W3C home > Mailing lists > Public > www-html@w3.org > May 2007

Cleaning House

From: Lee Roberts <lee_roberts@roserockdesign.com>
Date: Wed, 2 May 2007 11:58:28 -0500
To: <www-html@w3.org>, <public-html@w3.org>
Message-ID: <003101c78cdb$1f9e1a10$5eda4e30$@com>

I don't post much, but I do have concerns.

1.  How long do we need to continue to support deprecated tags?  HTML4
attempted to clean house by deprecating tags in lieu of CSS abilities.  Now,
eleven or so years later we're finally attempting to create a new standard,
but seems we're too concerned with how browser developers will handle
HTML4.x and XHTML1.x pages.  

HTML5 should require cleaner standards.  It should be one standard and not a
conglomerate or hodgepodge mess.  It should be easy for the novice Web
designer to understand, unlike previous standards.  The language used should
be easy for ninth graders to understand - no one should need a Ph. D. or
degree in computer programming/technologies.

2.  I'm not sure who said it, but I think my memory is correct ... if not
I'm welcome to correction.

A valid page does not need <html>, <head>, <body> or their respective
closing tags.  In a sense, the following would make a page work.

<title>Some Title</title>
<p>Some text.</p>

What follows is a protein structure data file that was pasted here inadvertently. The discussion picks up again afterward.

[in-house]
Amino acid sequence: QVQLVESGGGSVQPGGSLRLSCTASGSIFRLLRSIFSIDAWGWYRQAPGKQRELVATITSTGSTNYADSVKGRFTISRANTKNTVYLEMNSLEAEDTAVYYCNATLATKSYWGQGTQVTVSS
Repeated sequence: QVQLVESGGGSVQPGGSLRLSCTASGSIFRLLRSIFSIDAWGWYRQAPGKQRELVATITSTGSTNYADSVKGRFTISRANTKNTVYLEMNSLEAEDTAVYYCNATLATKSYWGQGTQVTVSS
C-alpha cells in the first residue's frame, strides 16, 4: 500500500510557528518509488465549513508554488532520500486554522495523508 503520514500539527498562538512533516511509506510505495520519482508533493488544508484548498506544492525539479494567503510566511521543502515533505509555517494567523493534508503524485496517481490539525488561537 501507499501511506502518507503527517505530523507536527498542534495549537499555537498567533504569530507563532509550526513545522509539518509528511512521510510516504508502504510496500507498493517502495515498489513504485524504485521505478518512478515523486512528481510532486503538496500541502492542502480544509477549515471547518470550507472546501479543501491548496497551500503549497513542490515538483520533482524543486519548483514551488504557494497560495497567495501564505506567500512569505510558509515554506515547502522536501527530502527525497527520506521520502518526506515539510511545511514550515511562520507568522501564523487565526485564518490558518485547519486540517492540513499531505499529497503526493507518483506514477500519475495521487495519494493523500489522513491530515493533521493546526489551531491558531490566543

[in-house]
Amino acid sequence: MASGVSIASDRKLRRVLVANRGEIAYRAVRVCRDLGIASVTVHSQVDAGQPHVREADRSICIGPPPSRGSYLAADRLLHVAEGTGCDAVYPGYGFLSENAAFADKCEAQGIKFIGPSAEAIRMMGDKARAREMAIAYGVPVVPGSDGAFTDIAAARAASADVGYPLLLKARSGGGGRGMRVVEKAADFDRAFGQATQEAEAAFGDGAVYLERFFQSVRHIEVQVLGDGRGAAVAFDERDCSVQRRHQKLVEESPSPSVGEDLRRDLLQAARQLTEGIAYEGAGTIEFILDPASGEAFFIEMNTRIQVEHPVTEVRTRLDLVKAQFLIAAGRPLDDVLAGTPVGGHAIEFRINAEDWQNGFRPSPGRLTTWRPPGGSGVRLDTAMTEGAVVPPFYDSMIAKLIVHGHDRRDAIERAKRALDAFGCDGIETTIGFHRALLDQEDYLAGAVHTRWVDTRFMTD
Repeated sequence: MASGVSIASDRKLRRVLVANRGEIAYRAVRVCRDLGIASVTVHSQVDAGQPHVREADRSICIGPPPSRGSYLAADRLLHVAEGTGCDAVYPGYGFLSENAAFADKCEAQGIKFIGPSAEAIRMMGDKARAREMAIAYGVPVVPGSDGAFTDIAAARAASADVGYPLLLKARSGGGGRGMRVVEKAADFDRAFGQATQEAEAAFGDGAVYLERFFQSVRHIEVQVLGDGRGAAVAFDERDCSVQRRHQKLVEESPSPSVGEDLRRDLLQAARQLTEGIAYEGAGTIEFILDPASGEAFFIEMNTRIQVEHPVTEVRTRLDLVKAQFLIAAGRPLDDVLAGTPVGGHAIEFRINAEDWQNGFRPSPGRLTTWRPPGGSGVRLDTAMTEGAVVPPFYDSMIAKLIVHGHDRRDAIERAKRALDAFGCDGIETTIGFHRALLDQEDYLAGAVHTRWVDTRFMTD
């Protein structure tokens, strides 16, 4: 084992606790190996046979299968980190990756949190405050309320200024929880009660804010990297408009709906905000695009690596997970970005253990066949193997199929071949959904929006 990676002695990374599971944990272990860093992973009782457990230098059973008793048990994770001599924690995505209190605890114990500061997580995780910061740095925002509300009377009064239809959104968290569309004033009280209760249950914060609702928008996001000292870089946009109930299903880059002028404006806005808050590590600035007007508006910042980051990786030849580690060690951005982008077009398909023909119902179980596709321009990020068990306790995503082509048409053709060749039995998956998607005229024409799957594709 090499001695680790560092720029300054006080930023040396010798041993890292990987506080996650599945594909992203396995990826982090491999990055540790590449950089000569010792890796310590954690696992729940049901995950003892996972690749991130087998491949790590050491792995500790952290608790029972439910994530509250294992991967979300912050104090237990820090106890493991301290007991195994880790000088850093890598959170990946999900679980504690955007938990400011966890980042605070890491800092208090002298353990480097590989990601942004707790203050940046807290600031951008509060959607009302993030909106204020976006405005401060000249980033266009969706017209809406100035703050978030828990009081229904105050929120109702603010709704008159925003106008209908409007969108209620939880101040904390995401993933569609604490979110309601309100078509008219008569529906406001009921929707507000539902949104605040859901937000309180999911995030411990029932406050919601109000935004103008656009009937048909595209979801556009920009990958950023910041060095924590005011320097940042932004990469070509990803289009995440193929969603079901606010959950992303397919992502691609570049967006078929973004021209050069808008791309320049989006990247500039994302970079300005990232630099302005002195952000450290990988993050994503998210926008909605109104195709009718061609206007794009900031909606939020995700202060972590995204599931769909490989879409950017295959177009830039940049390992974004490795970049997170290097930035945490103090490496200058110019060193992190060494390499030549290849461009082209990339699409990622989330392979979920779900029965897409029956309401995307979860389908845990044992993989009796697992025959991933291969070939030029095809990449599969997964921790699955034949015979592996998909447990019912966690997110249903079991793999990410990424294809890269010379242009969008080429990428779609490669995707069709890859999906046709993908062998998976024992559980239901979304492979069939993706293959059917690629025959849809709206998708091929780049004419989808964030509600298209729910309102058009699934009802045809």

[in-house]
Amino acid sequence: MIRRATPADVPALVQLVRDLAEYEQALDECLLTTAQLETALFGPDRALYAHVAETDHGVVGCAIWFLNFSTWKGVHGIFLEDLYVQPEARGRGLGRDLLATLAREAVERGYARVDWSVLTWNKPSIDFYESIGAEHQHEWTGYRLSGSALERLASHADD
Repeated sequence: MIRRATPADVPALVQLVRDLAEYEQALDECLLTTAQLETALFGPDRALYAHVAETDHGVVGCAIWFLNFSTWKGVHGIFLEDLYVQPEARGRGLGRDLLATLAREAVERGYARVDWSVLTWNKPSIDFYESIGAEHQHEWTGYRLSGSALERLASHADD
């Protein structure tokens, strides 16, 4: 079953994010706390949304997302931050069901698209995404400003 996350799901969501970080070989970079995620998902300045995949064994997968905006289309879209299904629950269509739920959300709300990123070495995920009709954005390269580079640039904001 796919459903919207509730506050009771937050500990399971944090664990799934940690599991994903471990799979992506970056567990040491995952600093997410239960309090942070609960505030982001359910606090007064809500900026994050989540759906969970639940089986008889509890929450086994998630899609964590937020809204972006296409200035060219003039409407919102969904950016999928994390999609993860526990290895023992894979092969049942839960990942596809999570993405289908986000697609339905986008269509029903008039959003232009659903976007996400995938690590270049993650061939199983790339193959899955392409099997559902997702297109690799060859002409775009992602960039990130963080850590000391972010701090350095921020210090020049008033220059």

Browsers that support this kind of page development seem to ignore the base
requirements for proper page development.  In other words, they don't care
about standards, promoting standards, or even developing standards.  If my
view is wrong, please correct me.

While we may not have had the advantage of having Microsoft, Mozilla, Apple,
and Opera on the previous teams, we do now.  This advantage should give us a
better chance of getting the browser developers to support the standards
without division.

For example, CSS is probably the biggest problem we have for cross browser
support.  Add a border and we have browsers doing different things.  We
cannot leave interpretation to the browser developers as has been available
to them before.  If we expect the standard to work it must be concrete.

3.  Instead removing accessibility features such as table summary and
headers, it might be beneficial to examine the accessibility guidelines
before making such recommendations.  As Charles McCathieNevile points out,
table summary, headers, and ids have long been use cases for accessibility.

4.  Can't we start by cleaning up the HTML4.x and XHTML1.x standards?  After
we clean that up, I think we could then discuss new elements such as term,
canvas, and others.


Thank you for taking the time to read this post.

Regards,
Lee Roberts
Received on Wednesday, 2 May 2007 16:59:05 GMT

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